Dell Says Sony Was A One Hit Wonder?

from the well,-sure... dept

Years ago, when Apple was struggling, Michael Dell made the famous comment that Apple should just shut down. It looks like Dell's replacement, Kevin Rollins, isn't shy about making similarly demeaning comments about Apple as well. His latest is to claim that the iPod is just a fad, saying that it really only became successful in the last year (not quite true -- perhaps that's just when Dell finally realized something was happening). Still, while everyone else will focus on that Apple comment, what's even more revealing is his comparison to Sony: "When I was growing up there was a product made by Sony called the Sony Walkman--a rage, everyone had to have one. Well, you don't hear about the Walkman anymore. I believe that one-product wonders come and go. You have to have sustainable business models, sustainable strategy." Is he seriously suggesting that Sony was a "one-hit wonder" company? Besides, whether you agree with Apple's strategy or not, it seems pretty clear that they haven't banked everything on the iPod itself, but have put together a strategy that involves synergies across a variety of product lines, from their computers to the music players to the iTunes service. I'm not convinced it's the right strategy, but I'd hardly call it a one-hit wonder single product strategy either.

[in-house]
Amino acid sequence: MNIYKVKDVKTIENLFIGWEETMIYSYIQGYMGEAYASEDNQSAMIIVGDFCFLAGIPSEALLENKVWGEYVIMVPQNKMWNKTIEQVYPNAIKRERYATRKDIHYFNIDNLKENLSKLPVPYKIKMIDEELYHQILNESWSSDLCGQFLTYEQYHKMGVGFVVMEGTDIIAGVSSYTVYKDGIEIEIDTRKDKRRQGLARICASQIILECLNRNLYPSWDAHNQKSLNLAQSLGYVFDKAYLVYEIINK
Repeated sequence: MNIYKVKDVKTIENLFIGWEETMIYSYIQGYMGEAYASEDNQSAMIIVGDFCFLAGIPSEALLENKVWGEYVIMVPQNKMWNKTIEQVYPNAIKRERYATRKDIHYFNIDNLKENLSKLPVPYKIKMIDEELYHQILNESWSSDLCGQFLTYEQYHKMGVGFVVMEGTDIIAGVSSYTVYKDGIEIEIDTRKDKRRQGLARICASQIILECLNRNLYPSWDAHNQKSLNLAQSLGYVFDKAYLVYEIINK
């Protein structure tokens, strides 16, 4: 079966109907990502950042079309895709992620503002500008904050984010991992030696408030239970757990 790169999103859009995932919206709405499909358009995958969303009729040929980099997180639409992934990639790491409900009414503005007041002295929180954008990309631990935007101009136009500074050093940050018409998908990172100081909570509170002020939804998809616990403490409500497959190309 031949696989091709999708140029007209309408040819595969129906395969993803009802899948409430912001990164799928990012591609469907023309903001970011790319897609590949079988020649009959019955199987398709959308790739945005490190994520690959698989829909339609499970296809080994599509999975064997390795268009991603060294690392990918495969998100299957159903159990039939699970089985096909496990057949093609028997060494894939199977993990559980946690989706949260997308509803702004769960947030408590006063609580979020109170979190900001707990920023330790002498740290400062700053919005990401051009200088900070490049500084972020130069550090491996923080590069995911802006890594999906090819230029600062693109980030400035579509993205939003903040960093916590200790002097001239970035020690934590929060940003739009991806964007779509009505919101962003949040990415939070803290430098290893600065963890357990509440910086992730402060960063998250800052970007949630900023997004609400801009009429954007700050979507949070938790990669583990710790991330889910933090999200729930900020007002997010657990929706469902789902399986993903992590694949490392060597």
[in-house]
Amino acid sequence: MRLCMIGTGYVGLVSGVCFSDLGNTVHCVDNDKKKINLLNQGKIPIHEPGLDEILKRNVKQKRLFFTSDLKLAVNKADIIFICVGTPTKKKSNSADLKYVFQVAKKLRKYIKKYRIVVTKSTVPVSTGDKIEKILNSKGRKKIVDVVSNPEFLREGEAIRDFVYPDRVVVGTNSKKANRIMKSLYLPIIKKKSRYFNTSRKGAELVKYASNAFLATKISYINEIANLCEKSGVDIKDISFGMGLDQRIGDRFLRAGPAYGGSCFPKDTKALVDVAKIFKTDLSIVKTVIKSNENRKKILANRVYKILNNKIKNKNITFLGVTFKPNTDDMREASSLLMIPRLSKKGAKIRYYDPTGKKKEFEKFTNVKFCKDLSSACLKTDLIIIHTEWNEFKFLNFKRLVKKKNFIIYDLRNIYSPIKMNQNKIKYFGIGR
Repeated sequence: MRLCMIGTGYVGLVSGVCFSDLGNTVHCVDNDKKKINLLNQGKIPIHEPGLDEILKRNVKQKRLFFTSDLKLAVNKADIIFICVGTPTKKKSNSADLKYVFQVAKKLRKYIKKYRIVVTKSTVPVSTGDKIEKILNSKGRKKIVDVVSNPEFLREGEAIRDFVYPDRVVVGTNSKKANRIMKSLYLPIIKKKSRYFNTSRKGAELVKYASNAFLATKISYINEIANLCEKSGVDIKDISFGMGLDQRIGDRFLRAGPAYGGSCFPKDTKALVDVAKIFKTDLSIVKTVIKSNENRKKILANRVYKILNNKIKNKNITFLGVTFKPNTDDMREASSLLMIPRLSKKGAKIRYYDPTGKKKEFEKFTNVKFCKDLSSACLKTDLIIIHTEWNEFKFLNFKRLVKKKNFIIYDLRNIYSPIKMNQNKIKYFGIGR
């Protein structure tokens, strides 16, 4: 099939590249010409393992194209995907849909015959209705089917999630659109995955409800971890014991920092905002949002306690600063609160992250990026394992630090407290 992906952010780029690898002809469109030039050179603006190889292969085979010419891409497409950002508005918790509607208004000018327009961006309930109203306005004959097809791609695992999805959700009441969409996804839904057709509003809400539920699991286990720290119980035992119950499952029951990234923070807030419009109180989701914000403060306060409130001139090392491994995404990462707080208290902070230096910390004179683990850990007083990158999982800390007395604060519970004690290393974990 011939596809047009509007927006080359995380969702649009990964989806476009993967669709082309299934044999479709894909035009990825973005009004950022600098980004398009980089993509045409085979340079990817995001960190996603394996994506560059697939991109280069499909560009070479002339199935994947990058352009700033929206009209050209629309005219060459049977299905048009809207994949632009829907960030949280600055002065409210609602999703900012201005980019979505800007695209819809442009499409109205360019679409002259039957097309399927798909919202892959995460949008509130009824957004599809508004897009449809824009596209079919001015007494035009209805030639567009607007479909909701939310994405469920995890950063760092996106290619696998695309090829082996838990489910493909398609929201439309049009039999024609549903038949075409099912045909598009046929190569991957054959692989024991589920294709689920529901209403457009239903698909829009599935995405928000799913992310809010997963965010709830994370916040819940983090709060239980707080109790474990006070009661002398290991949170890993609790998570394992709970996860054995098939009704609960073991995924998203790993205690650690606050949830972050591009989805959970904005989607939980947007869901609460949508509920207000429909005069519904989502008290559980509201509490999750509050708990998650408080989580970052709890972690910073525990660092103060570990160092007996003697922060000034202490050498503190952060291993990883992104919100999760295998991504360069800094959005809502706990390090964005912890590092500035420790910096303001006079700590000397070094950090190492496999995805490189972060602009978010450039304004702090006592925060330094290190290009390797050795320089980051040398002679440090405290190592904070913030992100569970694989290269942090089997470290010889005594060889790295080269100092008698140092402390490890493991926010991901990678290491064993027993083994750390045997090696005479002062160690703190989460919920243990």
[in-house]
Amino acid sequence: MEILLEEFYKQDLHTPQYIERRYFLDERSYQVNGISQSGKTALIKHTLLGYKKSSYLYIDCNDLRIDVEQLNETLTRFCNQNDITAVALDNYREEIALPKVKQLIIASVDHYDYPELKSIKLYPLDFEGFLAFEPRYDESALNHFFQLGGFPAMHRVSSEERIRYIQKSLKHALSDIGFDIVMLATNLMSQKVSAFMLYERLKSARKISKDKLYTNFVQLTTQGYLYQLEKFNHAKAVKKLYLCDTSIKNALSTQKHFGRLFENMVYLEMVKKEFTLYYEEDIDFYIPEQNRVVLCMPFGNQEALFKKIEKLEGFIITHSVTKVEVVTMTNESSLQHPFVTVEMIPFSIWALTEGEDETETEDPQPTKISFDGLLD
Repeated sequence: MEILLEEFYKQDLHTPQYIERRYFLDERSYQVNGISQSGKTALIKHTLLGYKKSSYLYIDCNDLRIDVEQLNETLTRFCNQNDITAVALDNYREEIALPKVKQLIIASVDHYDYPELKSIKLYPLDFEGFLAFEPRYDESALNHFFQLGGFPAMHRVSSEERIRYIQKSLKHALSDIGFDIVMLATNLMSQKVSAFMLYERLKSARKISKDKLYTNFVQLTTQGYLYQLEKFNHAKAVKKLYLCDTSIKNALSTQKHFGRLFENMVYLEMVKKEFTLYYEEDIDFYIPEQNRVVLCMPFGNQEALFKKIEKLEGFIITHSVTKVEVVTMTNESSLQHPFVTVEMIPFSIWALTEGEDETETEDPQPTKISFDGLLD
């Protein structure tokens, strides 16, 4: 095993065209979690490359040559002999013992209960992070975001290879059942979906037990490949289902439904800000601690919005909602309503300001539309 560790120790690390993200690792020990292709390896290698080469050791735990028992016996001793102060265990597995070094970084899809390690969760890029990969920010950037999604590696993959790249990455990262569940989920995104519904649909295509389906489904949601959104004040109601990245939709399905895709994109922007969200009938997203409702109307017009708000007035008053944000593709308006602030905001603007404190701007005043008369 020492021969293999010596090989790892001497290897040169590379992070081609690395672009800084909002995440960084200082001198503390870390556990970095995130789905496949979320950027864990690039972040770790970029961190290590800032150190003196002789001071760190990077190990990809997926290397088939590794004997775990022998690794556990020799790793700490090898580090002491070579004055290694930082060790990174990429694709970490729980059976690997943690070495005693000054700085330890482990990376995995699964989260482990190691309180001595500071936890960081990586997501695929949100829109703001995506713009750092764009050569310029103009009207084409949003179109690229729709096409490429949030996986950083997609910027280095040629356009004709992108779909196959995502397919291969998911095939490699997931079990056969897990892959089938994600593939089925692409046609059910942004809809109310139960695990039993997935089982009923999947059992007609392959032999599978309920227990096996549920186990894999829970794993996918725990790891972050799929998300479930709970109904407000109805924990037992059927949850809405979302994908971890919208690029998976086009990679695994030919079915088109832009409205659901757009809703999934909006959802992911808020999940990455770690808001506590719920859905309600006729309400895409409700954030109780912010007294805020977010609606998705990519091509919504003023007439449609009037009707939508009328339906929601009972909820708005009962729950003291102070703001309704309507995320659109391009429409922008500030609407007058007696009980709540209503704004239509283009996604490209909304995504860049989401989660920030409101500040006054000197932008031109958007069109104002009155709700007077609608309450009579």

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  1. identicon
    dorpus, 18 Jan 2005 @ 4:37pm

    Sony does suck

    Akio Morita's company was already starting to go south in his later years. They invested vast sums of money, like $1 billion, in ESP research, but they lacked the psionic abilities to predict its inevitable failure. My family knows the executive who was responsible for that, too.

    Sony's primary strength at this point is its marketing muscle, appealing to the psychology of 18-25 year olds (a shrinking consumer segment in rich countries). They haven't come out with any interesting products in many years. They just made overpriced consumer electronics with too many buttons on it, that nobody wants.

    Sony once broke the mould of Japanese companies for being agressive, risk-taking, and innovative, but it has long turned into a groupie outfit of media-wannabe business types. Over in Japan, there's a whole generation/crowd of these media-wannabe types, who stereotypically go to work for either Sony or Dentsu (world's largest advertising agency). When I was in Tokyo a few weeks ago, Sony had rented out some expensive floor space in Ginza (ritzy shopping district) to advertise their ipod clone product, but the showroom was deserted. Down the street, ipod exhibits were booming (however long they last).

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